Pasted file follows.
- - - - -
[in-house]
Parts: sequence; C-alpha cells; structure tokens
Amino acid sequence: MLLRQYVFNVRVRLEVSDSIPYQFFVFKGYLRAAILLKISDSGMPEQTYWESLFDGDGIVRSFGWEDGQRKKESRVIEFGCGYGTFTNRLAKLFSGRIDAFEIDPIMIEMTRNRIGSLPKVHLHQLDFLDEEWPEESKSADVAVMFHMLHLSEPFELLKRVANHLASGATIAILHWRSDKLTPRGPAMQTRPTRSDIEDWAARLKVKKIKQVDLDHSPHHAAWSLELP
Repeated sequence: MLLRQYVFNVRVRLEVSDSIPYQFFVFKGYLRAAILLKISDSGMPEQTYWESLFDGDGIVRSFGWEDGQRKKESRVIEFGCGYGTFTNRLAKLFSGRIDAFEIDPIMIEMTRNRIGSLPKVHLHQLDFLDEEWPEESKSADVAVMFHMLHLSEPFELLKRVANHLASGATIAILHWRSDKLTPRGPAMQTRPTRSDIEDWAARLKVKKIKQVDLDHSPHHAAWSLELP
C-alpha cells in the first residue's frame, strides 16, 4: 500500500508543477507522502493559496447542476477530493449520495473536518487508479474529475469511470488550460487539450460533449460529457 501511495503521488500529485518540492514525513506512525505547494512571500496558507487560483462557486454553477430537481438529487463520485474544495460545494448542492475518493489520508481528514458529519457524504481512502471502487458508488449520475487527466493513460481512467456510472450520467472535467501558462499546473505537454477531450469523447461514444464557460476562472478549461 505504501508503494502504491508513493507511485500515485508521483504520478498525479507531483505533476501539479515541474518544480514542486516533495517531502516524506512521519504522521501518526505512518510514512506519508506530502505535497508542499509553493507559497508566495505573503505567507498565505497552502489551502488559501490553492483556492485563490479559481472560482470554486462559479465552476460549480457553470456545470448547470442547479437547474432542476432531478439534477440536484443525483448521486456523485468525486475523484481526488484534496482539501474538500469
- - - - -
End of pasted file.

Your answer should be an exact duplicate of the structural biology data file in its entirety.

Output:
[in-house]
Parts: sequence; C-alpha cells; structure tokens
Amino acid sequence: MLLRQYVFNVRVRLEVSDSIPYQFFVFKGYLRAAILLKISDSGMPEQTYWESLFDGDGIVRSFGWEDGQRKKESRVIEFGCGYGTFTNRLAKLFSGRIDAFEIDPIMIEMTRNRIGSLPKVHLHQLDFLDEEWPEESKSADVAVMFHMLHLSEPFELLKRVANHLASGATIAILHWRSDKLTPRGPAMQTRPTRSDIEDWAARLKVKKIKQVDLDHSPHHAAWSLELP
Repeated sequence: MLLRQYVFNVRVRLEVSDSIPYQFFVFKGYLRAAILLKISDSGMPEQTYWESLFDGDGIVRSFGWEDGQRKKESRVIEFGCGYGTFTNRLAKLFSGRIDAFEIDPIMIEMTRNRIGSLPKVHLHQLDFLDEEWPEESKSADVAVMFHMLHLSEPFELLKRVANHLASGATIAILHWRSDKLTPRGPAMQTRPTRSDIEDWAARLKVKKIKQVDLDHSPHHAAWSLELP
C-alpha cells in the first residue's frame, strides 16, 4: 500500500508543477507522502493559496447542476477530493449520495473536518487508479474529475469511470488550460487539450460533449460529457 501511495503521488500529485518540492514525513506512525505547494512571500496558507487560483462557486454553477430537481438529487463520485474544495460545494448542492475518493489520508481528514458529519457524504481512502471502487458508488449520475487527466493513460481512467456510472450520467472535467501558462499546473505537454477531450469523447461514444464557460476562472478549461 505504501508503494502504491508513493507511485500515485508521483504520478498525479507531483505533476501539479515541474518544480514542486516533495517531502516524506512521519504522521501518526505512518510514512506519508506530502505535497508542499509553493507559497508566495505573503505567507498565505497552502489551502488559501490553492483556492485563490479559481472560482470554486462559479465552476460549480457553470456545470448547470442547479437547474432542476432531478439534477440536484443525483448521486456523485468525486475523484481526488484534496482539501474538500469